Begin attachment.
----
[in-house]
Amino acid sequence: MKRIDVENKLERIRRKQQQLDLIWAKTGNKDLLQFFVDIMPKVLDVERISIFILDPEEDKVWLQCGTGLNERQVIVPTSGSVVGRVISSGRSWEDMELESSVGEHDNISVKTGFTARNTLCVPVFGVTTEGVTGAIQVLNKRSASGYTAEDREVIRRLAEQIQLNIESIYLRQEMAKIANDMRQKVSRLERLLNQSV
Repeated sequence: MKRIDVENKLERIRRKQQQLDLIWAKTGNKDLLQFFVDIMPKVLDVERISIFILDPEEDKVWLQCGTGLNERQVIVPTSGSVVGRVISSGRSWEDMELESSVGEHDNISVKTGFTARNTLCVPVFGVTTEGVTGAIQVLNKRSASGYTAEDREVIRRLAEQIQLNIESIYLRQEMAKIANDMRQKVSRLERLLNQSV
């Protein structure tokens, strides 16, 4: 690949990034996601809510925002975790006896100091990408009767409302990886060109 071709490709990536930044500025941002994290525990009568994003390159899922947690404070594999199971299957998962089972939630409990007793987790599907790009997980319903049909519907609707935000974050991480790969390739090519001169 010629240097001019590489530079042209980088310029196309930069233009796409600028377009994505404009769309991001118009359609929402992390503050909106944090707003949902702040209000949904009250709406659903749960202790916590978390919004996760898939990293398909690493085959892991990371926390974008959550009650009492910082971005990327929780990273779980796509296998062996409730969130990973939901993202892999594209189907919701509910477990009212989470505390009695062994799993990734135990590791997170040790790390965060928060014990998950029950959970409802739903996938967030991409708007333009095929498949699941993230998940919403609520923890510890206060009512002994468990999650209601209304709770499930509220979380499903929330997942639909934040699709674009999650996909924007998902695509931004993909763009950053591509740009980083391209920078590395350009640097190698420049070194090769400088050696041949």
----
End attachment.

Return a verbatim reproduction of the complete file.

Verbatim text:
[in-house]
Amino acid sequence: MKRIDVENKLERIRRKQQQLDLIWAKTGNKDLLQFFVDIMPKVLDVERISIFILDPEEDKVWLQCGTGLNERQVIVPTSGSVVGRVISSGRSWEDMELESSVGEHDNISVKTGFTARNTLCVPVFGVTTEGVTGAIQVLNKRSASGYTAEDREVIRRLAEQIQLNIESIYLRQEMAKIANDMRQKVSRLERLLNQSV
Repeated sequence: MKRIDVENKLERIRRKQQQLDLIWAKTGNKDLLQFFVDIMPKVLDVERISIFILDPEEDKVWLQCGTGLNERQVIVPTSGSVVGRVISSGRSWEDMELESSVGEHDNISVKTGFTARNTLCVPVFGVTTEGVTGAIQVLNKRSASGYTAEDREVIRRLAEQIQLNIESIYLRQEMAKIANDMRQKVSRLERLLNQSV
């Protein structure tokens, strides 16, 4: 690949990034996601809510925002975790006896100091990408009767409302990886060109 071709490709990536930044500025941002994290525990009568994003390159899922947690404070594999199971299957998962089972939630409990007793987790599907790009997980319903049909519907609707935000974050991480790969390739090519001169 010629240097001019590489530079042209980088310029196309930069233009796409600028377009994505404009769309991001118009359609929402992390503050909106944090707003949902702040209000949904009250709406659903749960202790916590978390919004996760898939990293398909690493085959892991990371926390974008959550009650009492910082971005990327929780990273779980796509296998062996409730969130990973939901993202892999594209189907919701509910477990009212989470505390009695062994799993990734135990590791997170040790790390965060928060014990998950029950959970409802739903996938967030991409708007333009095929498949699941993230998940919403609520923890510890206060009512002994468990999650209601209304709770499930509220979380499903929330997942639909934040699709674009999650996909924007998902695509931004993909763009950053591509740009980083391209920078590395350009640097190698420049070194090769400088050696041949």